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Crime Security The Almighty Buck

Cybercrooks May Have Stolen Billions Using Brazilian "Boletos" 69

wiredmikey writes Researchers with RSA have discovered a Boleto malware (Bolware) ring that compromised as many as 495,753 Boleto transactions during a two-year period. Though it is not clear whether the thieves successfully collected on all of the compromised transactions, the value of those transactions is estimated to be worth as much as $3.75 billion. A Boleto is essentially a document that allows a customer to pay an exact amount to a merchant. Anyone who owns a bank account — whether a company or an individual — can issue a Boleto associated with their bank. The first signs of its existence appeared near the end of 2012 or early 2013, when it began to be reported in the local news media," according to the report (PDF). "The RSA Research Group analyzed version 17 of the malware, gathering data between March 2014 and June 2014. The main goal of Boleto malware is to infiltrate legitimate Boleto payments from individual consumers or companies and redirect those payments from victims to fraudster accounts."
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Cybercrooks May Have Stolen Billions Using Brazilian "Boletos"

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  • by SpzToid ( 869795 ) on Wednesday July 02, 2014 @10:26PM (#47373613)

    According to RSA, the malware is being delivered via email. In Brazil, when banking customers access their online banking site for the first time, they are often asked to install a security plugin. When the customer does so, a protection service is created and starts running on the PC. In addition, some shared libraries are also installed on the system and are loaded by the browser in order to help provide protection for customers during online banking operations, RSA noted.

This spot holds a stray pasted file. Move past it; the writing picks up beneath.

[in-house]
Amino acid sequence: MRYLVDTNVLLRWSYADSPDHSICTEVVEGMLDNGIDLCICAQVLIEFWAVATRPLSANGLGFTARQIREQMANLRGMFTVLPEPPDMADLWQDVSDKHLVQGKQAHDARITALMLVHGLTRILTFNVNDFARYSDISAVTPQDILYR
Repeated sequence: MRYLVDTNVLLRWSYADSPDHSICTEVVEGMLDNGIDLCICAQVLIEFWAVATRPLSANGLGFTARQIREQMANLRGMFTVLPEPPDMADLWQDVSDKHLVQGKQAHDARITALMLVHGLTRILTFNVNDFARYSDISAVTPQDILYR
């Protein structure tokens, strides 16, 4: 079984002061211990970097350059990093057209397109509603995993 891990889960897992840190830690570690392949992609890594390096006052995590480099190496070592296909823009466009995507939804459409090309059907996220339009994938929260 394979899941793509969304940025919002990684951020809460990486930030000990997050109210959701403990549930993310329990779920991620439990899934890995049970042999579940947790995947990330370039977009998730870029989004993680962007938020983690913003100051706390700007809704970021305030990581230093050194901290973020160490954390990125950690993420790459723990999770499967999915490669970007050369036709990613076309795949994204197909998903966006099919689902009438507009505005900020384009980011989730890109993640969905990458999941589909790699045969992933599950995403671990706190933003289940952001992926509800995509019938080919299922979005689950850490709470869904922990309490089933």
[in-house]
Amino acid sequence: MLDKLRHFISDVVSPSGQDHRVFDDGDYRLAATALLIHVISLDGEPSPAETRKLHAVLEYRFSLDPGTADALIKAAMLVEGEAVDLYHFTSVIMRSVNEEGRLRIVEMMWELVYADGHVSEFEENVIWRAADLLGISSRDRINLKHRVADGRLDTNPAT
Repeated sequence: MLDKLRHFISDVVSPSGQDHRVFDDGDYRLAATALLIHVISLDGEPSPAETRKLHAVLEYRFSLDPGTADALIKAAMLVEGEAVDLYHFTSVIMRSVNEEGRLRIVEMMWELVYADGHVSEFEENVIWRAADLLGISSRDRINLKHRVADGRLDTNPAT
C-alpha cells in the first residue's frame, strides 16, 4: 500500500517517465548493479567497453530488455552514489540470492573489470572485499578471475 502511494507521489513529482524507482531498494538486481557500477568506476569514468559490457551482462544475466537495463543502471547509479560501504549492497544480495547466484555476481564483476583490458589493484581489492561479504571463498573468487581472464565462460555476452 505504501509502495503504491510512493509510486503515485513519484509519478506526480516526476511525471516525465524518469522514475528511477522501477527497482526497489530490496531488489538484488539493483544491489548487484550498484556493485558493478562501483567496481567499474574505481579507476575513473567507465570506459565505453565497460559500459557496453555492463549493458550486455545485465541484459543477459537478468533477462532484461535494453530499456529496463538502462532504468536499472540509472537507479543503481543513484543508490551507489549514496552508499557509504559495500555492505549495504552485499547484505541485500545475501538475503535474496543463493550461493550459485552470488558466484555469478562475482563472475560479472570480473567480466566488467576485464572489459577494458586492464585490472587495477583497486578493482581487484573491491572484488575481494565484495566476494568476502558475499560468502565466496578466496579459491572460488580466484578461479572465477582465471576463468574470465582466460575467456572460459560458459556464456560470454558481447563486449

However, the Boleto malware the company detected searches for specific versions of client side security plug-ins detects their shared libraries and patches them in real-time to dodge security. In one case, RSA analysts noticed that the malware accessed the plugin's memory area and modified a conditional JMP to a regular JMP operation, thereby thwarting the plugin's capabilities.

    What platforms does this malware operate on exactly? The TFA doesn't say.

  • Re:Blame the banks (Score:4, Interesting)

    by lgw ( 121541 ) on Thursday July 03, 2014 @01:20AM (#47374069) Journal

    Fortunately for Brazil, the underworld is saturated with stolen account info. The bottleneck for actual "hacker" money theft worldwide is finding new money mules to take the loss when the transfer is inevitably reversed. The world is flooded with malware, but the cops are pretty good at following the money, and so the bottleneck is there.

    Most stolen account info is never acted on for lack of a way to get the cash. Of course, that's one clever criminal idea away from shifting, and it will be very ugly if that ever happens.

Q: How many IBM CPU's does it take to execute a job? A: Four; three to hold it down, and one to rip its head off.